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The best running advice you’ll ever receive

Performance coach Steve Magness says if you want to improve, you have to master the basics

There’s an almost infinite number of websites, articles and books out there offering training tips and advice to make you a better runner, but performance coach and author Steve Magness wants runners to do one thing: focus on the basics. In a recent Twitter thread, he argues that if you want to be good at anything, nailing the basics will get you 99 per cent of the way there.

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Magness begins his argument by highlighting society’s obsession with quick fixes, noting the harm that’s done by purveryors of scientific mininformation, diet cults, hack culture and those who believe there is only one optimal way to work out.

Magness doesn’t blame runners for falling for some of this information, adding that the basics of good health and training are not sexy or quick to implement, and while they are simple, they’re difficult to do consistently. “It’s why so many people buy supplements to improve their strength, but so few squat two times a week for months, if not years, on end,” he says.

So what do the basics look like in practice? Magness breaks them down into two sections: principles for phyiscal health, fitness and nutrition, and principles for mental health and cognitive performance. His first tip: “Move your body often, sometimes hard, every bit counts.”

His second piece of advice is to avoid foods wrapped in plastic because foods that are heavily proccessed often lose much of their nutritional value. He ads that according to research, the only real indicator of whether or not a diet will work for you is if you stick with it. The actual type or breakdown of that diet not actually all that important.

Getting seven to nine hours of sleep every night is his third piece of advice, and notes that sleep is the best performance enhancer there is. Magness also offers two general rules surrounding sleep: try hard to get sleep and don’t freak out if you can’t.

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His last two pieces of advice for physical health and performance are to not smoke (or seek help in quitting if you already do) and to avoid excessive amounts of alcohol. Both are associated with a number of chronic diseases, including several cancers.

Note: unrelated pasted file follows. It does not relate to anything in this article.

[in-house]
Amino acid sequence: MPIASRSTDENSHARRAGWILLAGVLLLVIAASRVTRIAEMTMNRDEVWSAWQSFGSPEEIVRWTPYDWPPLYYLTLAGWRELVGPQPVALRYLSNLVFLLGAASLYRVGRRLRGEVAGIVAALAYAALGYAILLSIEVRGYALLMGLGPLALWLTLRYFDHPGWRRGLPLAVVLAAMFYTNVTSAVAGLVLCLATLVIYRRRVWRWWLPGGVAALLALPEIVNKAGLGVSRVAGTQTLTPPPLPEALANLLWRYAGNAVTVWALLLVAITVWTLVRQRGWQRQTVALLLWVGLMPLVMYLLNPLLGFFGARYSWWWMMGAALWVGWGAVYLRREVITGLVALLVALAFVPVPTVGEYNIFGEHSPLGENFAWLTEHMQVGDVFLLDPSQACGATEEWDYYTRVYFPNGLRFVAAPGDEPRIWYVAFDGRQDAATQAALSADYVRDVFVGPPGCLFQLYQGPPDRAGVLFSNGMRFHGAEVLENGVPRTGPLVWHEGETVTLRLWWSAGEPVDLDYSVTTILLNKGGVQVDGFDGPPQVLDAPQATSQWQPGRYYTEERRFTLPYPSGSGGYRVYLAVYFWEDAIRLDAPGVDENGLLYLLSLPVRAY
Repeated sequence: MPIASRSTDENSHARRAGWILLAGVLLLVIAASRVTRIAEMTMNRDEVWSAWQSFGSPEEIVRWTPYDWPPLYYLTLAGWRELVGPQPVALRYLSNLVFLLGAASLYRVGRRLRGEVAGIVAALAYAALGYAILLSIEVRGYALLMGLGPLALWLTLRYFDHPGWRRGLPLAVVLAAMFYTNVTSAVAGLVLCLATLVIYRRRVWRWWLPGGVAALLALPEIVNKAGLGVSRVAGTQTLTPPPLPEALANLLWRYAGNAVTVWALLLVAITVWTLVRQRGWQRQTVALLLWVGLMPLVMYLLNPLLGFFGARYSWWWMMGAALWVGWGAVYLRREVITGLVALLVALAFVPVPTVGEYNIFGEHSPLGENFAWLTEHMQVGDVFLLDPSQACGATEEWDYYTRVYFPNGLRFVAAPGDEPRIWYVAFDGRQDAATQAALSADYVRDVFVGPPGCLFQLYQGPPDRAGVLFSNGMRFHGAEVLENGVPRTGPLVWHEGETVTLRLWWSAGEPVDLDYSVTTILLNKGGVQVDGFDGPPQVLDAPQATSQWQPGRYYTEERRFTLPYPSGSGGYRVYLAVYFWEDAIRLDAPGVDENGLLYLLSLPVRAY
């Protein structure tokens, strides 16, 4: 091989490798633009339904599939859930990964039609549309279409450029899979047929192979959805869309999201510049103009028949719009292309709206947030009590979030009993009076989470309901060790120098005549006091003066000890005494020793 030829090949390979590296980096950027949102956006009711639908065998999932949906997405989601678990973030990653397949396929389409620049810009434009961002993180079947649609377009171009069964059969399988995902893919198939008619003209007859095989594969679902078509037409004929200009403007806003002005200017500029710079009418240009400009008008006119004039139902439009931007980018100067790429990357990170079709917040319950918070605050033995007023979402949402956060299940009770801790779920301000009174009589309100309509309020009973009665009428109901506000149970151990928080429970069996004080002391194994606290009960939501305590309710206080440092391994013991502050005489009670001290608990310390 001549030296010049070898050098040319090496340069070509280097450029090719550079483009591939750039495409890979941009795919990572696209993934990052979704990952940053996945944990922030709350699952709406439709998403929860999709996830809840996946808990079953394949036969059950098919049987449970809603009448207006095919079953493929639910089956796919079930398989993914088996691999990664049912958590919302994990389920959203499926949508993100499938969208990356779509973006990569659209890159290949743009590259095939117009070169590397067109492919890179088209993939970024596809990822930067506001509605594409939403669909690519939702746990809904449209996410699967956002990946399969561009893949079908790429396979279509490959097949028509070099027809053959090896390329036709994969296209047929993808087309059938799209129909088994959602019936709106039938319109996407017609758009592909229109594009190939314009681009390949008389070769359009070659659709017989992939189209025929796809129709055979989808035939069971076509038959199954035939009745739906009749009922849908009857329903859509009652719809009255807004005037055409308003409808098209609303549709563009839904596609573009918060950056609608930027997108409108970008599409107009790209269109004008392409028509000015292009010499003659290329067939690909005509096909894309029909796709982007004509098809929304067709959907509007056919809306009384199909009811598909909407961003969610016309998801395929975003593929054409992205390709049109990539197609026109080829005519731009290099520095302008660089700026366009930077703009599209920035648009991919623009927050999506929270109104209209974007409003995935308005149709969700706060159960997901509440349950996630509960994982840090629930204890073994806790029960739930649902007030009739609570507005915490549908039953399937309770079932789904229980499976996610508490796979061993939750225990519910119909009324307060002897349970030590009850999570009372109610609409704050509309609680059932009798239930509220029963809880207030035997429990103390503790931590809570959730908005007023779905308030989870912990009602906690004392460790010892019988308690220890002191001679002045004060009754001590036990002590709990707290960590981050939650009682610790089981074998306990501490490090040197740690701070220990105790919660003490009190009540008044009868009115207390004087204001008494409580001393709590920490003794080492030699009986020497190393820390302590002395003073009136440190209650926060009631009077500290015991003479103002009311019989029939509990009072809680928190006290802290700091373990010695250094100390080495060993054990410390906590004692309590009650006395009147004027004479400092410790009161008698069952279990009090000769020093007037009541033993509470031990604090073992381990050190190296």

Diving into mental health and cognitive performance, Magness encourages runners to build community. He adds that nothing replaces in-person connections, and social media is only helpful if it’s used as a means to create real-life friendships. “Deep community provides us with spaces in which we can support each other through ups and downs,” he says.

His second piece of mental health advice is to not expect things to be good all the time, adding that the more you try to change the way you feel, the more stuck you’re liable to be. “You don’t need to feel good to get going, you need to get going to give yourself a chance at feeling good,” he says.

Magness encourages anyone to get help if they need it and to spend more time engaging in real-life activities instead of the virtual world online. His last three pieces of advice to runners if they want to improve their mental health and cognitive performance is to read books, work in intervals to focus on single tasks and follow deep work up with rest, and finally to spend time in nature.

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This Twitter thread is just a snapshot of Magness’s full manifesto, so if you’re interested in gaining more insight into how the basics can make you a better runner and overall healthier person, check out the entire article here.

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